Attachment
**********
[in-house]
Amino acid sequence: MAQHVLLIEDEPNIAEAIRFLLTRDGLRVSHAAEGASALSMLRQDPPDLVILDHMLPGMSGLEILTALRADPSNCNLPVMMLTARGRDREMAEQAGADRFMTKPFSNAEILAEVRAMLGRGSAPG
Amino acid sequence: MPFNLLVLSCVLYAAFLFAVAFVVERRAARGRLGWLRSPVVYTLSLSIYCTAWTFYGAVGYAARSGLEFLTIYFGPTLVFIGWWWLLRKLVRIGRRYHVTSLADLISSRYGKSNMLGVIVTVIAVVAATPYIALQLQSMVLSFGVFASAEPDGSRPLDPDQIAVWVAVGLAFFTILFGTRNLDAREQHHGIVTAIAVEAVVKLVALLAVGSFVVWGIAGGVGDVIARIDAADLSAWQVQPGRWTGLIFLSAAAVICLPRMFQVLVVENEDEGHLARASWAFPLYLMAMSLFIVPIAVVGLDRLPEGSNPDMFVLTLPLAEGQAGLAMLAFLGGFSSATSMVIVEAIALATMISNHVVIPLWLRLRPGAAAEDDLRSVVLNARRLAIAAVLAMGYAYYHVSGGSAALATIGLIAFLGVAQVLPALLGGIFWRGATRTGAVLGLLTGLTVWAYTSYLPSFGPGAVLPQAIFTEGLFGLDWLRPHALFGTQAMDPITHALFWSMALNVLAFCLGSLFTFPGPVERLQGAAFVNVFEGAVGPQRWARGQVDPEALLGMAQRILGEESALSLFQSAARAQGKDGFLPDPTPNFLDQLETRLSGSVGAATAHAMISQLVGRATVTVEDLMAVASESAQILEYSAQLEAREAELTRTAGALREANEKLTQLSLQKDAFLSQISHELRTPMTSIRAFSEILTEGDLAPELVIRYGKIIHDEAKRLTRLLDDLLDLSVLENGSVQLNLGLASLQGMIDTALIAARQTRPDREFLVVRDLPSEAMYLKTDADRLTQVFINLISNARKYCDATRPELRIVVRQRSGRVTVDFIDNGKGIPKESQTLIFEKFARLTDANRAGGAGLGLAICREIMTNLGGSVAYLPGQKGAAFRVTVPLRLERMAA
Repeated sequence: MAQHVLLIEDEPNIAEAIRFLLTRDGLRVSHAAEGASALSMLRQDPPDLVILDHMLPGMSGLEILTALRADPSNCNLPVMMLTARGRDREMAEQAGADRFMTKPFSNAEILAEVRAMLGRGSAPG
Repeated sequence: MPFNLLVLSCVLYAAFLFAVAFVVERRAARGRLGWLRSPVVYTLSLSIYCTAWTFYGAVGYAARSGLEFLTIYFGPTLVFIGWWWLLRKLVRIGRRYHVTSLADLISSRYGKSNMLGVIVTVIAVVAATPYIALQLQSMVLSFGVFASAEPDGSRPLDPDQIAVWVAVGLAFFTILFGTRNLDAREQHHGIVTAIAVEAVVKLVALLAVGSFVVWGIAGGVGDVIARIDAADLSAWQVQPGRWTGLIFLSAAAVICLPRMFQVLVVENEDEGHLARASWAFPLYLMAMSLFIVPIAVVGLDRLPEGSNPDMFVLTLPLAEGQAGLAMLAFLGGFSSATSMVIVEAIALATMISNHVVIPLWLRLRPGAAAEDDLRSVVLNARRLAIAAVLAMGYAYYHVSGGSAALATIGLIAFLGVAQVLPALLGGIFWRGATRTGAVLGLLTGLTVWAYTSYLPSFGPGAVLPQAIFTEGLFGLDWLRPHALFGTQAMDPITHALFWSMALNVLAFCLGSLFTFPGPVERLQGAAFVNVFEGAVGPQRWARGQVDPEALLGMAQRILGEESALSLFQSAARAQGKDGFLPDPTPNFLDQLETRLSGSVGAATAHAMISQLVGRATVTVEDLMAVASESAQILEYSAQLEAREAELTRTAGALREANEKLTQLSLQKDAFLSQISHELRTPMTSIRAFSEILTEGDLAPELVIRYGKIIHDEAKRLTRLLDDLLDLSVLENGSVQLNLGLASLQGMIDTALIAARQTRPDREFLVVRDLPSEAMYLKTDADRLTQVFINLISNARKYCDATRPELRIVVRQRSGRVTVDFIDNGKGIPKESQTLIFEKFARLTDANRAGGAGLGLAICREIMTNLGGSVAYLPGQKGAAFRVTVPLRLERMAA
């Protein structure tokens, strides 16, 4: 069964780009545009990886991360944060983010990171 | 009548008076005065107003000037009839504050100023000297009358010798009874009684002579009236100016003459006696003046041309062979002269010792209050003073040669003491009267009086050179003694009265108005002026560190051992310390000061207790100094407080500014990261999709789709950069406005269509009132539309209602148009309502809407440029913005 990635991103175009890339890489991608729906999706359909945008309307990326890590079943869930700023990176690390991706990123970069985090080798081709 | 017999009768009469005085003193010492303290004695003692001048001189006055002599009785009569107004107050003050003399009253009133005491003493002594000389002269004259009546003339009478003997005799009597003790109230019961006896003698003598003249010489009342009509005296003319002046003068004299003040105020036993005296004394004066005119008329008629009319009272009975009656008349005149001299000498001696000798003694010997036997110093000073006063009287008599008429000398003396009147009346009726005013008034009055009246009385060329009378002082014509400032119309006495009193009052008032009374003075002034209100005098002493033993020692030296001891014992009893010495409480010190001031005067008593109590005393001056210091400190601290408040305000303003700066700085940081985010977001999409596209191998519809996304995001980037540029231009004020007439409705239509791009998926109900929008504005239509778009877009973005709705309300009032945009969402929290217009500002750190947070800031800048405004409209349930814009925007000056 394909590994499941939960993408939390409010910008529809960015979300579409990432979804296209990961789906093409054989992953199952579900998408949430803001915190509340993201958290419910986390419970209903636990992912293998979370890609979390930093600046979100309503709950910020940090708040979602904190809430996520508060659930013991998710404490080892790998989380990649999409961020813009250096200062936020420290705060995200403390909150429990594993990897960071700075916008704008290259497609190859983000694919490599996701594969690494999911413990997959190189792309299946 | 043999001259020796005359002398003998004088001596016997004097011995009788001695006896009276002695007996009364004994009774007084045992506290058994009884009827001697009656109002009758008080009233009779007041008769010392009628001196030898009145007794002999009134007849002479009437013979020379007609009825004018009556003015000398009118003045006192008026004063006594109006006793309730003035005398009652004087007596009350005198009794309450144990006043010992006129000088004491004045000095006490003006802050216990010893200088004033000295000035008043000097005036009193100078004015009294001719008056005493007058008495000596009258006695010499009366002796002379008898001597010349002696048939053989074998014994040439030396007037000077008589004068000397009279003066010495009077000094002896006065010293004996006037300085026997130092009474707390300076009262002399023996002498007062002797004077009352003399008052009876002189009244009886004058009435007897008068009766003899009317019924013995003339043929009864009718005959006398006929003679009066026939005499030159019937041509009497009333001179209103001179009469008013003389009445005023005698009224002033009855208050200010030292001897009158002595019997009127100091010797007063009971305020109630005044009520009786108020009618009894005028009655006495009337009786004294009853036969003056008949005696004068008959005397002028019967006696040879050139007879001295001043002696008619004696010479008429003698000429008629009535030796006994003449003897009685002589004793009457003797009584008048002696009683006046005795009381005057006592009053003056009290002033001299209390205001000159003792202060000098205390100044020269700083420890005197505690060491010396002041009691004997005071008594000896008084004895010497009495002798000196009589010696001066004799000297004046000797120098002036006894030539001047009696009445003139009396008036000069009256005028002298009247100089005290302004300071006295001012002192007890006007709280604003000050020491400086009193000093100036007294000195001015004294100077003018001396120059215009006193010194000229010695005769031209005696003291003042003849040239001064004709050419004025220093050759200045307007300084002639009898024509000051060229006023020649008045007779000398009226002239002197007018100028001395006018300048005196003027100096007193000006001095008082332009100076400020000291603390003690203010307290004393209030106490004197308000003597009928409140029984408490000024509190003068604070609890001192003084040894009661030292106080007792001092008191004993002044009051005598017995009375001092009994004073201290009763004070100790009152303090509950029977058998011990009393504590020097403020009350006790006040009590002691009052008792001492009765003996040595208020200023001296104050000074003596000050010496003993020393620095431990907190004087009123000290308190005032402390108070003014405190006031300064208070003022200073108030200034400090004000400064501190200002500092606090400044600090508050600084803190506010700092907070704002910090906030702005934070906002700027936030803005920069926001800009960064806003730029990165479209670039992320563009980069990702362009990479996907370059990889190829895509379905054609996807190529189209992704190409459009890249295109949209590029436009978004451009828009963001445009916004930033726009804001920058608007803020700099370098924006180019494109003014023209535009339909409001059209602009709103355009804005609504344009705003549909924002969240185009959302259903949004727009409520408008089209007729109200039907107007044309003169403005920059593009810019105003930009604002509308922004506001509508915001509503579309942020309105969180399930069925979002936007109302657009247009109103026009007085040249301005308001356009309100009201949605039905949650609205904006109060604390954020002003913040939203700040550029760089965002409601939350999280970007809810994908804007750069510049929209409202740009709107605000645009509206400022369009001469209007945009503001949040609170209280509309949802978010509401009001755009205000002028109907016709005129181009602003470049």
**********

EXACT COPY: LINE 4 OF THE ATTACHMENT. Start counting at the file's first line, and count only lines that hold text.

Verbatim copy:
Repeated sequence: MAQHVLLIEDEPNIAEAIRFLLTRDGLRVSHAAEGASALSMLRQDPPDLVILDHMLPGMSGLEILTALRADPSNCNLPVMMLTARGRDREMAEQAGADRFMTKPFSNAEILAEVRAMLGRGSAPG